A Tale of Two State University Systems

Two states—North Carolina and Texas—are both eager to improve their public university systems so they can better serve their citizens in the twenty-first century. But they are acting on completely different visions of the future.

Last year, the Board of Governors of the University of North Carolina decided to find out what its citizens want from the university over the next few decades. The board created the UNC Tomorrow Commission, whose members traveled around the state, listening at public forums. The result was an expansive list of plans and goals, ranging well beyond college education to include K-12 education, economic growth, and applied research, to name just a few.

If it were carried out, this agenda would create a larger and more costly university system. That might provide some benefits, but whether UNC would better achieve its core mission of educating the citizens of North Carolina is not so clear. Whether the citizens of North Carolina would be willing to pay for all these services is uncertain, too.

In Texas, the approach is different. On May 21, Governor Rick Perry called together the regents of the six university systems in the state. He asked Jeff Sandefer, co-founder of the private Acton School of Business, to explain to them why today’s university systems—not just in Texas but also around the country—may not be sustainable for long.

Sandefer pointed out that costs are rising fast. Why? Because the most expensive faculty concentrate on their research activities, and therefore teach the fewest students. At the same time, educational quality is going down, largely for the same reason: Faculty are rewarded for research, not teaching. Meanwhile, for-profit schools are attracting students because, unlike the government’s university system, they offer affordable education geared to getting jobs.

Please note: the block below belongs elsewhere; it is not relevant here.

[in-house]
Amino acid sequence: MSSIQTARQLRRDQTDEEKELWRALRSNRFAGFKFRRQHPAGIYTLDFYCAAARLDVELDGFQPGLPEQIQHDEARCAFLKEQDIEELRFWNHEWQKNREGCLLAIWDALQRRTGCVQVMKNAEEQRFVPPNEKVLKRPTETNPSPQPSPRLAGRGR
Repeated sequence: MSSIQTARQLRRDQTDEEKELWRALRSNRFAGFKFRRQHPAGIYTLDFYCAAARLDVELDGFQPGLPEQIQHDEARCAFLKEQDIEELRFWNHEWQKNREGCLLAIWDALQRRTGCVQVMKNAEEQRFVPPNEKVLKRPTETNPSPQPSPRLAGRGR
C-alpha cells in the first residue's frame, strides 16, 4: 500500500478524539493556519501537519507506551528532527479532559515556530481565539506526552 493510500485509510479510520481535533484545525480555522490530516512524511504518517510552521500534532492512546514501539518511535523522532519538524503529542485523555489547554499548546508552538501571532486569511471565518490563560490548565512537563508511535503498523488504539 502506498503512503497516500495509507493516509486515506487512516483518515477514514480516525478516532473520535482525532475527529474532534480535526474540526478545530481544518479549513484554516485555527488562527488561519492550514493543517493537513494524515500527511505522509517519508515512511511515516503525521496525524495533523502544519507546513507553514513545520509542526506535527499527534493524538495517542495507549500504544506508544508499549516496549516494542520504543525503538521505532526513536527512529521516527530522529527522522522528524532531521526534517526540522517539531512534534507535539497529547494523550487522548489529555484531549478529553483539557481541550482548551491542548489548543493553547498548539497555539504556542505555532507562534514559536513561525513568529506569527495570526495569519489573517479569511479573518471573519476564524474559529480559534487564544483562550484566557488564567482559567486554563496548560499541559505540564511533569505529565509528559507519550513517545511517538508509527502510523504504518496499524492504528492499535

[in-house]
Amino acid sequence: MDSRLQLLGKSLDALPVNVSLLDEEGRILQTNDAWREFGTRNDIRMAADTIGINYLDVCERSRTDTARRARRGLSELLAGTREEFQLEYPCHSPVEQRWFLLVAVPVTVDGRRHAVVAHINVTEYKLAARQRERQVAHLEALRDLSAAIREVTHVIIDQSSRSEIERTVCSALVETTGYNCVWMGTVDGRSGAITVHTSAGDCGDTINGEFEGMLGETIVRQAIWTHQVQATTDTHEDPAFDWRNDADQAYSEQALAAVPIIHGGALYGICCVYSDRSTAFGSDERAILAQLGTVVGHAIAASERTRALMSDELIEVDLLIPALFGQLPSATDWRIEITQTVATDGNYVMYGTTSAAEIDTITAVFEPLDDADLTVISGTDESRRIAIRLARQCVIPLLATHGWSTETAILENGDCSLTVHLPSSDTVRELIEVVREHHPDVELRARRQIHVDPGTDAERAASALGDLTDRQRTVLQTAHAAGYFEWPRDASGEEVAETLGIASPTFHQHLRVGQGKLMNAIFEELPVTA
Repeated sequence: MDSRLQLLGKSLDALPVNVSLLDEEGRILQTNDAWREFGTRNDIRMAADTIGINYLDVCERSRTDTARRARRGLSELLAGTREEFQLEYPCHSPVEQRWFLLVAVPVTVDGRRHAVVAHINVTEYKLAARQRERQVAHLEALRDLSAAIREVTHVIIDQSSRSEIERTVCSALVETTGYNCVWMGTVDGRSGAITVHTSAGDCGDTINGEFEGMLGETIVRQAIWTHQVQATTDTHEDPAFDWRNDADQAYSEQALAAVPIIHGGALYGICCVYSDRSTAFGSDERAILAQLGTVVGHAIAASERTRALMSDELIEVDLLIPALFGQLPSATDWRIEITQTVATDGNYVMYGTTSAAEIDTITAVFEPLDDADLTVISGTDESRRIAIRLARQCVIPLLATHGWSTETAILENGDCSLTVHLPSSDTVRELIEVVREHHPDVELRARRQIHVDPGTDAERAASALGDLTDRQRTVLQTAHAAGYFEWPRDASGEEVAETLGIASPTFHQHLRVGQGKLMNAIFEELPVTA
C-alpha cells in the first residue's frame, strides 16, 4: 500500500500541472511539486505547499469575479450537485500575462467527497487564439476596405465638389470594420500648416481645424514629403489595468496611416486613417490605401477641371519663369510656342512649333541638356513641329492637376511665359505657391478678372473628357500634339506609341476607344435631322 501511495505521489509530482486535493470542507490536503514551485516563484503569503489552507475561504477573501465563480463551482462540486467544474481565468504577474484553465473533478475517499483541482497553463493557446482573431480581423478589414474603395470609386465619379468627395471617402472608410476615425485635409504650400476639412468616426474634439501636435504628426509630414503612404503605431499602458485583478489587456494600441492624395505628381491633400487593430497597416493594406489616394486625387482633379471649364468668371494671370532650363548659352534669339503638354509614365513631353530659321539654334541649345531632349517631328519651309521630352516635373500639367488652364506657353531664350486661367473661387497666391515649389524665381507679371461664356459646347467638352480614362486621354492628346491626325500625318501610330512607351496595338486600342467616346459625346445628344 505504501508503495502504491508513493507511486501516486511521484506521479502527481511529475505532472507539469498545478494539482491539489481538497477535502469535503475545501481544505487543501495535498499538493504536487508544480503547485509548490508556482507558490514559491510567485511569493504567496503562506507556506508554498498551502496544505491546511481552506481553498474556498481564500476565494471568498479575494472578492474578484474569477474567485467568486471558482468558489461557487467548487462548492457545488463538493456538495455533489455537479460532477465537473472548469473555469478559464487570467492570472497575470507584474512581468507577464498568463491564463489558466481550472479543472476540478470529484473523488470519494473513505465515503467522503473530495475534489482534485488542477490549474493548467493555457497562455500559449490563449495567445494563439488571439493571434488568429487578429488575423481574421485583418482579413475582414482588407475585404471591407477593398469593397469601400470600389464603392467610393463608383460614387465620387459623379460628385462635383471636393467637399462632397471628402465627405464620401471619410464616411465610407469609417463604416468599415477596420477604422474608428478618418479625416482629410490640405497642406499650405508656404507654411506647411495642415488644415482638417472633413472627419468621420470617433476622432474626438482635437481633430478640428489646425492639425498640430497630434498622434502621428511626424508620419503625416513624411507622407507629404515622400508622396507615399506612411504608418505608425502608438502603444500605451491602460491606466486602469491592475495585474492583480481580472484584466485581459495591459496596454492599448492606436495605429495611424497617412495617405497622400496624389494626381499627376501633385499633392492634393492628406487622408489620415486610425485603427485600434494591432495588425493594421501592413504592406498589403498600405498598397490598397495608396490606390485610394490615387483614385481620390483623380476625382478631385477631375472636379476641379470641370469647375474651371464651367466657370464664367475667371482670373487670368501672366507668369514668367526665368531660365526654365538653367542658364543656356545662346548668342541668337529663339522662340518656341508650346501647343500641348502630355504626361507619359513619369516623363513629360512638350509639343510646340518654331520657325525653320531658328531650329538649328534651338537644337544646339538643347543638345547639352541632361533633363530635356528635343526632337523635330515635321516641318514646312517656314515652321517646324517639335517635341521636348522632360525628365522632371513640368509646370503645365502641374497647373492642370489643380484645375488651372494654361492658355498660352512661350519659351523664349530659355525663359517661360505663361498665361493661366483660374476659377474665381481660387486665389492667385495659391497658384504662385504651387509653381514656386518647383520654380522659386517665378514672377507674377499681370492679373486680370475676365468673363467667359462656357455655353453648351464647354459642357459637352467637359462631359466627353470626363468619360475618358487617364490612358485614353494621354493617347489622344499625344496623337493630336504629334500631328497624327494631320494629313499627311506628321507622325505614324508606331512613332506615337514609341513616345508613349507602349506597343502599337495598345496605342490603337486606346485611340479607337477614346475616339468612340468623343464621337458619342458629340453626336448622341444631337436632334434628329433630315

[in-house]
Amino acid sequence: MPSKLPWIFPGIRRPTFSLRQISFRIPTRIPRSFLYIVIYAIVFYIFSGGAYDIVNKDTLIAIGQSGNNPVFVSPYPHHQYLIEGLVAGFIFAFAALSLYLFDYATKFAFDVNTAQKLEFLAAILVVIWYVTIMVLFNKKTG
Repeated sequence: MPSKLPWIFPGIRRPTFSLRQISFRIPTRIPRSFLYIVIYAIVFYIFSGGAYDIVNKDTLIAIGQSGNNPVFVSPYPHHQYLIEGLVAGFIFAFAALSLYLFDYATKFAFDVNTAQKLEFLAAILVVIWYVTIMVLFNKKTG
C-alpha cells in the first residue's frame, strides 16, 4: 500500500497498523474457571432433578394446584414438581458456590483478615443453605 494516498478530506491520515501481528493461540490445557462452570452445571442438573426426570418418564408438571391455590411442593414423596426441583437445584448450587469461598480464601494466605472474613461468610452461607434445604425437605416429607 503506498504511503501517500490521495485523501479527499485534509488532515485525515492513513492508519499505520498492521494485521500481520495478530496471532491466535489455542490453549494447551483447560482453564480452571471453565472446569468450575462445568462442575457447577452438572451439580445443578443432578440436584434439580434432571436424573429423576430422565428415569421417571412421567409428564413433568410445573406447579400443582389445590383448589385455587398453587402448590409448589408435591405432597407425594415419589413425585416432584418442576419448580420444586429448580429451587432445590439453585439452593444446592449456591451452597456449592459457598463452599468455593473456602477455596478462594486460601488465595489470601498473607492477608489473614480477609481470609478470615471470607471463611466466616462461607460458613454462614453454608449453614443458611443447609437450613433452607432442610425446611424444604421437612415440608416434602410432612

The major point underlying the governor’s recommendations is that the best teachers, whether tenured or adjunct, should be rewarded for their teaching, through pay and public recognition.

In other words, the message going around Texas is that the university systems should improve the quality of teaching and reduce its cost.

That, however, is not the message in North Carolina. Out of the 31 pages in the UNC Tomorrow report, only three and a half are devoted to actual education within the university system (under the topic “Global Readiness).” The paper favors strengthening education, especially for skills such as writing and critical thinking, but it nowhere states how that is to be done. Most of the educational “strategies” are actually goals (such as “improve student efficiency in ‘soft skills’”); a task force will consider actual strategies.

Also the only discussion of costs in the UNC Tomorrow report has to do with the goal of keeping college affordable and increasing access for low-income students. The costs to taxpayers and middle-income students are left out.

In contrast, the Texas proposals are concrete ones (there are seven in all). The governor asked the regents (all of whom he appointed) to consider them. At the same time, he acknowledged that there would be no “one-size fits all” approach, and he encouraged discussion and debate.